2018 Course Information: Dramatic Drawing: Chiaroscuro through a Reductive Approach
Dramatic Drawing: Chiaroscuro through a Reductive Approach
If you like drawings with a dramatic sense of light and of depth, and want to expand your approach to drawing, this workshop is for you. Rembrandt and Vermeer were just two of the many great artists who used chiaroscuro. In this workshop, students will be introduced to basic elements of this dramatic lighting technique using a simple geometric form, and creating a drawing from observation.
Students will employ a reductive (rather than additive) approach that produces rich tones and textures that cannot be replicated through any other method of rendering. The reductive technique begins by setting a ground of soft charcoal on the drawing surface, then using erasers to create the drawing by establishing the value structure, and finally completing the drawing by rendering details.
09:00 am-04:00 pm
Arkansas Craft School
101 North Peabody Ave. Mountain View, AR 72560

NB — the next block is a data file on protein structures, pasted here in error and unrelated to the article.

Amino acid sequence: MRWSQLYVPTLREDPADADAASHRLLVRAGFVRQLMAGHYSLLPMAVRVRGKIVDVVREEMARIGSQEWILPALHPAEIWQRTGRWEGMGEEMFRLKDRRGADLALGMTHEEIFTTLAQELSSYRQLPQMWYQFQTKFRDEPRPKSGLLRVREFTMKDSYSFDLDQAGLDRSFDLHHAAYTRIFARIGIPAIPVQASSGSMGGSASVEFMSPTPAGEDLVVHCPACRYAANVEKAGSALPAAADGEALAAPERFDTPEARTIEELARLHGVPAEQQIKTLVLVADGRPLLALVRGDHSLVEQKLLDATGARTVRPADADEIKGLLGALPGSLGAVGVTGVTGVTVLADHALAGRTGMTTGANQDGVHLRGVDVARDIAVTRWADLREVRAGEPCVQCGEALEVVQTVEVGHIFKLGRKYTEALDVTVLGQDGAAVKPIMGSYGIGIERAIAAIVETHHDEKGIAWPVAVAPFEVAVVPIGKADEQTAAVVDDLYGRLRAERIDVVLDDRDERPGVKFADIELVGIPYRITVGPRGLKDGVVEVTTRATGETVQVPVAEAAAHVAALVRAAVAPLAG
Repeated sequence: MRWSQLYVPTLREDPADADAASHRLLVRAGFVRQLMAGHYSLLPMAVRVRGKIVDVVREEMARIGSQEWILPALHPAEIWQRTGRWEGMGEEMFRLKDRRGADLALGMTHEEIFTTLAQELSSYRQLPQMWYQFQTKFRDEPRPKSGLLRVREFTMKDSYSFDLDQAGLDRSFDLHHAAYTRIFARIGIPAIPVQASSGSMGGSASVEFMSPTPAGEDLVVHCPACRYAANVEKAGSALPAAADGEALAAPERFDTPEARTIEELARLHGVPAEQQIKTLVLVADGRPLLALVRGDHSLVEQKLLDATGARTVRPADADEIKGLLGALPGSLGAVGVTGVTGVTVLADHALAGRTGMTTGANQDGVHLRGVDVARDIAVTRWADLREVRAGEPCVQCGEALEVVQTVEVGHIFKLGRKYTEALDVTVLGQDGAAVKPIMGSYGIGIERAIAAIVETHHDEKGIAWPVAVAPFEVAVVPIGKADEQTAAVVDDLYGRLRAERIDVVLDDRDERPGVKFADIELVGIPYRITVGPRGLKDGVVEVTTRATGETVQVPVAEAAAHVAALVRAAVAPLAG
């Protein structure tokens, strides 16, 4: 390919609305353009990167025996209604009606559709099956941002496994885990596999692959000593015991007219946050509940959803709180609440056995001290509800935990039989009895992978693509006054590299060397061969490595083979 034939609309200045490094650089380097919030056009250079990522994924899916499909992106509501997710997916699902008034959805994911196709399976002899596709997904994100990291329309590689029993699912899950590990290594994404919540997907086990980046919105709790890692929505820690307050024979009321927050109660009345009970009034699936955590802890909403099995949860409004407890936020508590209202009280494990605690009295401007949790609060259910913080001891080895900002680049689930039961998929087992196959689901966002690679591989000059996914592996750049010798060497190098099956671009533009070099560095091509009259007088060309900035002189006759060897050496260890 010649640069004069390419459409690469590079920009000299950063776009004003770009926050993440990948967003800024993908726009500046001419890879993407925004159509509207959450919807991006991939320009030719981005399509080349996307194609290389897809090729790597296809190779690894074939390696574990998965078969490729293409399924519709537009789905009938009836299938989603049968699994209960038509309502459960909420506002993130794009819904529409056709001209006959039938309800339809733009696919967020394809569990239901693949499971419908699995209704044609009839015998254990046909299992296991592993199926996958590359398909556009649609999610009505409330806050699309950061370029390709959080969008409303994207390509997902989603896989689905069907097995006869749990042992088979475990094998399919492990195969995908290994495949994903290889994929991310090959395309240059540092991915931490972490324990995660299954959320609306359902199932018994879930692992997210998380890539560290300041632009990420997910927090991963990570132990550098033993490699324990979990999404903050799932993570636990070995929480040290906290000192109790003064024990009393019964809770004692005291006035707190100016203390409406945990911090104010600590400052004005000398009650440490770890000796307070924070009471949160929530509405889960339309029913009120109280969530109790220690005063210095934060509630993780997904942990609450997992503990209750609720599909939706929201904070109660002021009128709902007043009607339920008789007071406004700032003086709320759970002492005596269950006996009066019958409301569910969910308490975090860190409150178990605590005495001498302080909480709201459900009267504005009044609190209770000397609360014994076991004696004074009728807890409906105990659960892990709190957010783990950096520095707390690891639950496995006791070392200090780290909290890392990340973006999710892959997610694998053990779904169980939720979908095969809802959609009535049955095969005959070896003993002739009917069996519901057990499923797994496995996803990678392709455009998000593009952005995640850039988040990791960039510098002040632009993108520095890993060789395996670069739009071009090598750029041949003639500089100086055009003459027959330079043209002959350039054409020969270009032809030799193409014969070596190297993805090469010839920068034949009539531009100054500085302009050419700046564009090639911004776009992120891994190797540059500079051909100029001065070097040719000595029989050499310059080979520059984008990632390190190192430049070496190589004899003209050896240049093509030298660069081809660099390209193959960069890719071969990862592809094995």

Since he was a little boy, Greg Lewallen has collected objects of natural history, from insects and birds to reptiles and animal skulls. These are often the subjects of his artwork. His personal fascination with the natural world has led him on collecting expeditions to exotic and remote regions of Africa and tropical America and provided him with a lifetime’s worth of material to draw and paint. For Greg, the compulsion to collect and draw is directly linked to his desire to share his excitement with those that may not otherwise recognize the hand of God in the beauty of the micro-sized world that is all around us. Artist’s Statement My artwork is deeply personal to me and it is as much about the journey as it is the destination. In this way, my art is very much analogous to my passion for collecting insects, and may be better understood in this regard. When I go on expedition, there are always target species that I have researched and hope to actually find on the trip. When I do find a target species, it is especially gratifying that the research and planning has paid off. Ultimately, however, it is the joy of the hunt itself that makes it so invigorating. The bug was the reason for going, but it is just the frosting on the cake, as the sights, sounds, and smells of being in a different, unknown environment and the accompanying experiences that it brings, are just as compelling. When I begin a particular artwork, I may have an idea of where I want to go with it, but I am always confronted with problems and situations that have to be worked out. While I may not always end up with the piece that I originally envisioned, it is the journey that is so exhilarating for me.